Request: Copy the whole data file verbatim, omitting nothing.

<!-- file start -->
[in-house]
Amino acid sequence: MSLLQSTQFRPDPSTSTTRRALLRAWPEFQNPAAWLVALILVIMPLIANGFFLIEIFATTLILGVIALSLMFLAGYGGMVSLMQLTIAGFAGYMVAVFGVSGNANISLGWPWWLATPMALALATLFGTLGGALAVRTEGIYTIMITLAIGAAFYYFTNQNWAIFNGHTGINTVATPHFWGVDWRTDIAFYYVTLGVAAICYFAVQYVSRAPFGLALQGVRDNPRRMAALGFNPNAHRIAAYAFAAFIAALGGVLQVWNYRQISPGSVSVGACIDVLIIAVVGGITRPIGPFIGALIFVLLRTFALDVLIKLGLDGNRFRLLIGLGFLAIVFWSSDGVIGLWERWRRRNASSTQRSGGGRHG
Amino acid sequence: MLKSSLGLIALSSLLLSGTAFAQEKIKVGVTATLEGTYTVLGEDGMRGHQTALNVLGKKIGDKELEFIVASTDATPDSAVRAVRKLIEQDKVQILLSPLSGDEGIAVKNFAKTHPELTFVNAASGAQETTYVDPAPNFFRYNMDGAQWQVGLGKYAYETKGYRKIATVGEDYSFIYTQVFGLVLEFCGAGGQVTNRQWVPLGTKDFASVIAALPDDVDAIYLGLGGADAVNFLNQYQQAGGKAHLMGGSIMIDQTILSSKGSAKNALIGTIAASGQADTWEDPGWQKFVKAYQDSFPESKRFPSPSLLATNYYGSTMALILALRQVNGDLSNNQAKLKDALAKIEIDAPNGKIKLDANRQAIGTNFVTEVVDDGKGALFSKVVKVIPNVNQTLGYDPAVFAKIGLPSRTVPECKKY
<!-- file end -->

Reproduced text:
[in-house]
Amino acid sequence: MSLLQSTQFRPDPSTSTTRRALLRAWPEFQNPAAWLVALILVIMPLIANGFFLIEIFATTLILGVIALSLMFLAGYGGMVSLMQLTIAGFAGYMVAVFGVSGNANISLGWPWWLATPMALALATLFGTLGGALAVRTEGIYTIMITLAIGAAFYYFTNQNWAIFNGHTGINTVATPHFWGVDWRTDIAFYYVTLGVAAICYFAVQYVSRAPFGLALQGVRDNPRRMAALGFNPNAHRIAAYAFAAFIAALGGVLQVWNYRQISPGSVSVGACIDVLIIAVVGGITRPIGPFIGALIFVLLRTFALDVLIKLGLDGNRFRLLIGLGFLAIVFWSSDGVIGLWERWRRRNASSTQRSGGGRHG
Amino acid sequence: MLKSSLGLIALSSLLLSGTAFAQEKIKVGVTATLEGTYTVLGEDGMRGHQTALNVLGKKIGDKELEFIVASTDATPDSAVRAVRKLIEQDKVQILLSPLSGDEGIAVKNFAKTHPELTFVNAASGAQETTYVDPAPNFFRYNMDGAQWQVGLGKYAYETKGYRKIATVGEDYSFIYTQVFGLVLEFCGAGGQVTNRQWVPLGTKDFASVIAALPDDVDAIYLGLGGADAVNFLNQYQQAGGKAHLMGGSIMIDQTILSSKGSAKNALIGTIAASGQADTWEDPGWQKFVKAYQDSFPESKRFPSPSLLATNYYGSTMALILALRQVNGDLSNNQAKLKDALAKIEIDAPNGKIKLDANRQAIGTNFVTEVVDDGKGALFSKVVKVIPNVNQTLGYDPAVFAKIGLPSRTVPECKKY